Go read former Tesla employees’ experiences with racism in their own words

the Los Angeles Times has a great article that interviews three former Tesla employees about their experiences with racism, discrimination, and retaliation at the company, well worth a read. The story acts as a way to contextualize a lawsuit the automaker is currently facing, where the California Department of Fair Employment and Housing alleges the company has a “racially segregated workplace.”

Although the experiences described in the trial and in the Times‘ are similar (and equally disturbing), the ability to read actual interviews helps connect names, faces, and individual experiences to the situation at Tesla’s California facilities.

The workers have unique stories, but they share eerily similar lines of conduct. Two employees say they were “blacklisted” or “blackballed” after reporting racist behavior to their supervisors or HR. One recounts being given a job usually done by two people—another remembers asking a supervisor “would be fired. All report being constantly called the n-word – sometimes by managers, and often with the word “lazy” attached.

One of the employees says that going to HR put an end to the harassment of her colleagues, but for months afterwards she did not receive a performance review, raise or promotion. She was later fired for an accident where she hit a sprinkler with a forklift. Another worker, she said, hit five sprinklers and was able to keep her job. “They were waiting for me to make a mistake,” she said.

Other workers echoed similar sentiments. One said Tesla “started looking for a reason to fire him” after reporting his racist treatment to HR. The other said she felt like she was forced out of the company after being ‘harassed by supervisors’. Here is an example she gave:

HR emailed her that she was “under investigation for allegedly threatening someone,” she said. Bewildered, she asked who she had threatened and was told it was someone from the day shift.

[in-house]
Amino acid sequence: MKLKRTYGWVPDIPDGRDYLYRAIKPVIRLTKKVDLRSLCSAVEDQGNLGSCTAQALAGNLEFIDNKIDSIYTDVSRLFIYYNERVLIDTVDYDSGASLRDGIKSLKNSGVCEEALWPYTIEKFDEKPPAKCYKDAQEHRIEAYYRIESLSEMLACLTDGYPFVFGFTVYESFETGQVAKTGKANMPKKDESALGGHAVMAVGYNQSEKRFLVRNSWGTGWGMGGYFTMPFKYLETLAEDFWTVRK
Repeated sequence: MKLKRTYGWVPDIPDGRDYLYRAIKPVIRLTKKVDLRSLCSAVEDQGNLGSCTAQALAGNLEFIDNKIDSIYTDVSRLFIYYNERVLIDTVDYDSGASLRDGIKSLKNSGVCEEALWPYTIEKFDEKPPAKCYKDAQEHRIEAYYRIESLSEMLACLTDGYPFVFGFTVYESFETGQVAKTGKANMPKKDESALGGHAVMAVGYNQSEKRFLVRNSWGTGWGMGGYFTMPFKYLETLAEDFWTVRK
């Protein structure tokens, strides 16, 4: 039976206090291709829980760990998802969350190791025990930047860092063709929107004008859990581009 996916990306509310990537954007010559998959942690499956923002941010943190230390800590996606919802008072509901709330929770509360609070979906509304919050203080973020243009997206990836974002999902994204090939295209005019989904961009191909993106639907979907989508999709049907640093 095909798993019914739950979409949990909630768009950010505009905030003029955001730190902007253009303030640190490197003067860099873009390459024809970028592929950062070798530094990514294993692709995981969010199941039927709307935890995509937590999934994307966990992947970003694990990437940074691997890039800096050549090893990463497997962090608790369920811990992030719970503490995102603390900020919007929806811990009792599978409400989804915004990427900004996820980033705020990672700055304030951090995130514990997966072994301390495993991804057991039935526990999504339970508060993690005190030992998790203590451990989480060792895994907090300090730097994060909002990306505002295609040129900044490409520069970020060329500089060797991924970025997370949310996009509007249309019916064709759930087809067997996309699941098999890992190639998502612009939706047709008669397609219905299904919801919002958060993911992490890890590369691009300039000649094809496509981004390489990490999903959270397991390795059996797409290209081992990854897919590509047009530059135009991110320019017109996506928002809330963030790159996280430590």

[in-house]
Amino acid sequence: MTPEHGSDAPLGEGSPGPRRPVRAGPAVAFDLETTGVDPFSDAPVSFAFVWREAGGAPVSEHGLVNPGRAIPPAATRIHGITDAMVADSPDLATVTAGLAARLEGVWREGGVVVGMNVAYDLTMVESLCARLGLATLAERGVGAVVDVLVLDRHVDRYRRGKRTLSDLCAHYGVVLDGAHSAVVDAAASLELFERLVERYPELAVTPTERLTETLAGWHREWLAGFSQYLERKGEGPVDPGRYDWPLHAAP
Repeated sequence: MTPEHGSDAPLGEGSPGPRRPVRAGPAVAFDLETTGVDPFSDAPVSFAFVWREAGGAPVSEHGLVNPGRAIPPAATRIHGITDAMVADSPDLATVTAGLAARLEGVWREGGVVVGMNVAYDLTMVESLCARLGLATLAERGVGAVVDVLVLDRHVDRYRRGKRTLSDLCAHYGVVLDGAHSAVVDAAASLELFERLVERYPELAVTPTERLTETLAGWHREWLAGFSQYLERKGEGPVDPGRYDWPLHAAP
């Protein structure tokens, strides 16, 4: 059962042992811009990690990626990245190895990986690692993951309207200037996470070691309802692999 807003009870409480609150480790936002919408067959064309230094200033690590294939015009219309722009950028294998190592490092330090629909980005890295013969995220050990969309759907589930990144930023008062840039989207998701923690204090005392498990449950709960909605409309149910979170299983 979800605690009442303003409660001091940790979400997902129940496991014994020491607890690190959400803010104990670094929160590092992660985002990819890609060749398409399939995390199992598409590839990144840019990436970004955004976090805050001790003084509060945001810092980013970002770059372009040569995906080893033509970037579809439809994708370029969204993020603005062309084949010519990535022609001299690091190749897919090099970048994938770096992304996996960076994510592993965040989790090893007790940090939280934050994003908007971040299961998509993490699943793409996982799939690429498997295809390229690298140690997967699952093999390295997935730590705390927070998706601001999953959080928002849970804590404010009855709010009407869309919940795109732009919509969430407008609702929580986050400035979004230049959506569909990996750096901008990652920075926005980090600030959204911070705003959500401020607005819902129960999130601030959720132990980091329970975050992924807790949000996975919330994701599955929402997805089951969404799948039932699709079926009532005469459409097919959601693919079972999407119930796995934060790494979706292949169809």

But she had worked nights.

“The day shift people told them, ‘We don’t know her,'” Romby said. “It was just a bunch of BS”

Lawyers for the company (it no longer has a public relations department) have largely denied the allegations to the Times, and listed the reasons why he treated the employees the way he did. But this isn’t the first time Tesla has come under scrutiny for having a hostile workplace. Last year, a jury in California ruled the company should pay a former worker $137million in damages, after supervisors failed to do anything about his reports that he had been harassed with racist graffiti and the constant use of racial slurs.

The company also had to pay another former employee $1million after winning an arbitration claim – he reported his supervisor called him the n-word and hit back at him again after confronting him for having used the insult. Other employees accused the company of having a racist culture. (Again, Tesla has denied many of the allegations in these cases.)

But while reading court cases can certainly be instructive, it’s also important to see what employees have to say about the situations they found themselves in. It provides more context, as well as insight we might not have otherwise been able to get on how discrimination can emotionally affect people and their lives in the future. This is why the Los Angeles Times piece is important, and well worth a read.

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